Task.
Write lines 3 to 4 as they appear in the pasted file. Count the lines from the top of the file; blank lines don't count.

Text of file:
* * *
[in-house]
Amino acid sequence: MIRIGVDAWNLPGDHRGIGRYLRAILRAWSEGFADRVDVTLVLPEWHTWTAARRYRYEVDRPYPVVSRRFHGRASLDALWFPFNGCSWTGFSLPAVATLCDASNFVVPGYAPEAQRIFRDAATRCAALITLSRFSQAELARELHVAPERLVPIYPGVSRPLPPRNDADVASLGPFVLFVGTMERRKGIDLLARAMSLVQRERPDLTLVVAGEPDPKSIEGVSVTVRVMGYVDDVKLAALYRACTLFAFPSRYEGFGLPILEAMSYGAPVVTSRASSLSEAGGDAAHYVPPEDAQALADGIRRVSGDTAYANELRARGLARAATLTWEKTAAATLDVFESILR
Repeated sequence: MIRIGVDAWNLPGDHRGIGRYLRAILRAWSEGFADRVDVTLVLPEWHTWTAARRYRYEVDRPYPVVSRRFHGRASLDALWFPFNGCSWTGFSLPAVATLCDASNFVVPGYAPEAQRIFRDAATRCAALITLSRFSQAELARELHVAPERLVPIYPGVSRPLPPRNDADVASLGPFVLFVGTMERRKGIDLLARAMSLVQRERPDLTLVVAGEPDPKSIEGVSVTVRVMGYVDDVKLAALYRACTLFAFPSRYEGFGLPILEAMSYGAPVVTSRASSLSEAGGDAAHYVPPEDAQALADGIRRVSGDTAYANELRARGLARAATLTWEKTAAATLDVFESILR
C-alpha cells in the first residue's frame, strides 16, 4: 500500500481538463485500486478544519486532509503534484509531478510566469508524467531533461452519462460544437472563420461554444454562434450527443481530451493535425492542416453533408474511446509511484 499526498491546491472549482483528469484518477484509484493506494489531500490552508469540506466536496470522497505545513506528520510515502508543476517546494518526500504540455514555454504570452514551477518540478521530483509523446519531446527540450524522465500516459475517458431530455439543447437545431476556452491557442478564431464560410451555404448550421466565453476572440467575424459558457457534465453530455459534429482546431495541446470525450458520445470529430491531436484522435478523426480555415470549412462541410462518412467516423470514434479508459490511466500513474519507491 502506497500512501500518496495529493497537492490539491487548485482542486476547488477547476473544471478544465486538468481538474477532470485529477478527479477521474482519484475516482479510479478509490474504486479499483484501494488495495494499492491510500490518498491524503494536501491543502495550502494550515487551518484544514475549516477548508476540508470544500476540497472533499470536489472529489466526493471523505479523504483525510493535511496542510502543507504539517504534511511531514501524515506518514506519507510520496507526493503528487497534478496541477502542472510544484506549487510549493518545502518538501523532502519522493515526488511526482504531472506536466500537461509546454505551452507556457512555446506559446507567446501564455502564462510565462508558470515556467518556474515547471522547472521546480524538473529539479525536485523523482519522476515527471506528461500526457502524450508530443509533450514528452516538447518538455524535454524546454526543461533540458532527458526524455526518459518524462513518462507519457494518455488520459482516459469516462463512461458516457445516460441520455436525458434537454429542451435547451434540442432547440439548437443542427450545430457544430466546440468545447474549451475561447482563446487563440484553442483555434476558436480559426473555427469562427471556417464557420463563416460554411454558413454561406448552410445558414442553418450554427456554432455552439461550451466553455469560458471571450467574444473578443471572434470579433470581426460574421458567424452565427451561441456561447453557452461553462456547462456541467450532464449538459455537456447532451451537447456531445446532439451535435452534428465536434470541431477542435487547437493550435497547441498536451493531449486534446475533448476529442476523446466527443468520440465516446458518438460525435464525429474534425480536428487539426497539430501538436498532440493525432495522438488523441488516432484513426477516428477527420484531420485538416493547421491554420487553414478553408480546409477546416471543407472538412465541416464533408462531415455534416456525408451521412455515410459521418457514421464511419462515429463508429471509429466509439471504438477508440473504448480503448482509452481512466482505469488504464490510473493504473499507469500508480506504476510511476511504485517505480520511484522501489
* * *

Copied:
Repeated sequence: MIRIGVDAWNLPGDHRGIGRYLRAILRAWSEGFADRVDVTLVLPEWHTWTAARRYRYEVDRPYPVVSRRFHGRASLDALWFPFNGCSWTGFSLPAVATLCDASNFVVPGYAPEAQRIFRDAATRCAALITLSRFSQAELARELHVAPERLVPIYPGVSRPLPPRNDADVASLGPFVLFVGTMERRKGIDLLARAMSLVQRERPDLTLVVAGEPDPKSIEGVSVTVRVMGYVDDVKLAALYRACTLFAFPSRYEGFGLPILEAMSYGAPVVTSRASSLSEAGGDAAHYVPPEDAQALADGIRRVSGDTAYANELRARGLARAATLTWEKTAAATLDVFESILR
C-alpha cells in the first residue's frame, strides 16, 4: 500500500481538463485500486478544519486532509503534484509531478510566469508524467531533461452519462460544437472563420461554444454562434450527443481530451493535425492542416453533408474511446509511484 499526498491546491472549482483528469484518477484509484493506494489531500490552508469540506466536496470522497505545513506528520510515502508543476517546494518526500504540455514555454504570452514551477518540478521530483509523446519531446527540450524522465500516459475517458431530455439543447437545431476556452491557442478564431464560410451555404448550421466565453476572440467575424459558457457534465453530455459534429482546431495541446470525450458520445470529430491531436484522435478523426480555415470549412462541410462518412467516423470514434479508459490511466500513474519507491 502506497500512501500518496495529493497537492490539491487548485482542486476547488477547476473544471478544465486538468481538474477532470485529477478527479477521474482519484475516482479510479478509490474504486479499483484501494488495495494499492491510500490518498491524503494536501491543502495550502494550515487551518484544514475549516477548508476540508470544500476540497472533499470536489472529489466526493471523505479523504483525510493535511496542510502543507504539517504534511511531514501524515506518514506519507510520496507526493503528487497534478496541477502542472510544484506549487510549493518545502518538501523532502519522493515526488511526482504531472506536466500537461509546454505551452507556457512555446506559446507567446501564455502564462510565462508558470515556467518556474515547471522547472521546480524538473529539479525536485523523482519522476515527471506528461500526457502524450508530443509533450514528452516538447518538455524535454524546454526543461533540458532527458526524455526518459518524462513518462507519457494518455488520459482516459469516462463512461458516457445516460441520455436525458434537454429542451435547451434540442432547440439548437443542427450545430457544430466546440468545447474549451475561447482563446487563440484553442483555434476558436480559426473555427469562427471556417464557420463563416460554411454558413454561406448552410445558414442553418450554427456554432455552439461550451466553455469560458471571450467574444473578443471572434470579433470581426460574421458567424452565427451561441456561447453557452461553462456547462456541467450532464449538459455537456447532451451537447456531445446532439451535435452534428465536434470541431477542435487547437493550435497547441498536451493531449486534446475533448476529442476523446466527443468520440465516446458518438460525435464525429474534425480536428487539426497539430501538436498532440493525432495522438488523441488516432484513426477516428477527420484531420485538416493547421491554420487553414478553408480546409477546416471543407472538412465541416464533408462531415455534416456525408451521412455515410459521418457514421464511419462515429463508429471509429466509439471504438477508440473504448480503448482509452481512466482505469488504464490510473493504473499507469500508480506504476510511476511504485517505480520511484522501489